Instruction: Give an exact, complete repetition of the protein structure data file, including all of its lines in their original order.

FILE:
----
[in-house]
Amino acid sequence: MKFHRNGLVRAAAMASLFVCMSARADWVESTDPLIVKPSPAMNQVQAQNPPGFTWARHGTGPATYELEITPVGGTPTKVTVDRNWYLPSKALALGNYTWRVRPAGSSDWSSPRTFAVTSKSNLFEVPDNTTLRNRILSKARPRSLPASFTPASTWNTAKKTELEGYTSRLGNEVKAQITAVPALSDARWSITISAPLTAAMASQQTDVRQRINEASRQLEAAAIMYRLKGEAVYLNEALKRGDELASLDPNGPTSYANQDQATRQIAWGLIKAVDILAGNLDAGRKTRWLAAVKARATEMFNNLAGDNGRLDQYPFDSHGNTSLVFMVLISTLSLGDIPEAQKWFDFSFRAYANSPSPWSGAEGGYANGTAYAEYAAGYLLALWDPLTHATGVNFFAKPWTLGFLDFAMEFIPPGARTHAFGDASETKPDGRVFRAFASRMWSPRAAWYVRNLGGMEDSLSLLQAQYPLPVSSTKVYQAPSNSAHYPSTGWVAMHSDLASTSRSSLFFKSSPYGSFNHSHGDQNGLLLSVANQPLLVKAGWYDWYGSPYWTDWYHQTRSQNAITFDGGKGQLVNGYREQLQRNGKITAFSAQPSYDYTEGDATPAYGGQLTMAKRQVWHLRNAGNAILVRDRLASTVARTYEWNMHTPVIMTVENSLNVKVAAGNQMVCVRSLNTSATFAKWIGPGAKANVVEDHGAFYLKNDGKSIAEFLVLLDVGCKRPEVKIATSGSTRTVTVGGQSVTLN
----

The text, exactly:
[in-house]
Amino acid sequence: MKFHRNGLVRAAAMASLFVCMSARADWVESTDPLIVKPSPAMNQVQAQNPPGFTWARHGTGPATYELEITPVGGTPTKVTVDRNWYLPSKALALGNYTWRVRPAGSSDWSSPRTFAVTSKSNLFEVPDNTTLRNRILSKARPRSLPASFTPASTWNTAKKTELEGYTSRLGNEVKAQITAVPALSDARWSITISAPLTAAMASQQTDVRQRINEASRQLEAAAIMYRLKGEAVYLNEALKRGDELASLDPNGPTSYANQDQATRQIAWGLIKAVDILAGNLDAGRKTRWLAAVKARATEMFNNLAGDNGRLDQYPFDSHGNTSLVFMVLISTLSLGDIPEAQKWFDFSFRAYANSPSPWSGAEGGYANGTAYAEYAAGYLLALWDPLTHATGVNFFAKPWTLGFLDFAMEFIPPGARTHAFGDASETKPDGRVFRAFASRMWSPRAAWYVRNLGGMEDSLSLLQAQYPLPVSSTKVYQAPSNSAHYPSTGWVAMHSDLASTSRSSLFFKSSPYGSFNHSHGDQNGLLLSVANQPLLVKAGWYDWYGSPYWTDWYHQTRSQNAITFDGGKGQLVNGYREQLQRNGKITAFSAQPSYDYTEGDATPAYGGQLTMAKRQVWHLRNAGNAILVRDRLASTVARTYEWNMHTPVIMTVENSLNVKVAAGNQMVCVRSLNTSATFAKWIGPGAKANVVEDHGAFYLKNDGKSIAEFLVLLDVGCKRPEVKIATSGSTRTVTVGGQSVTLN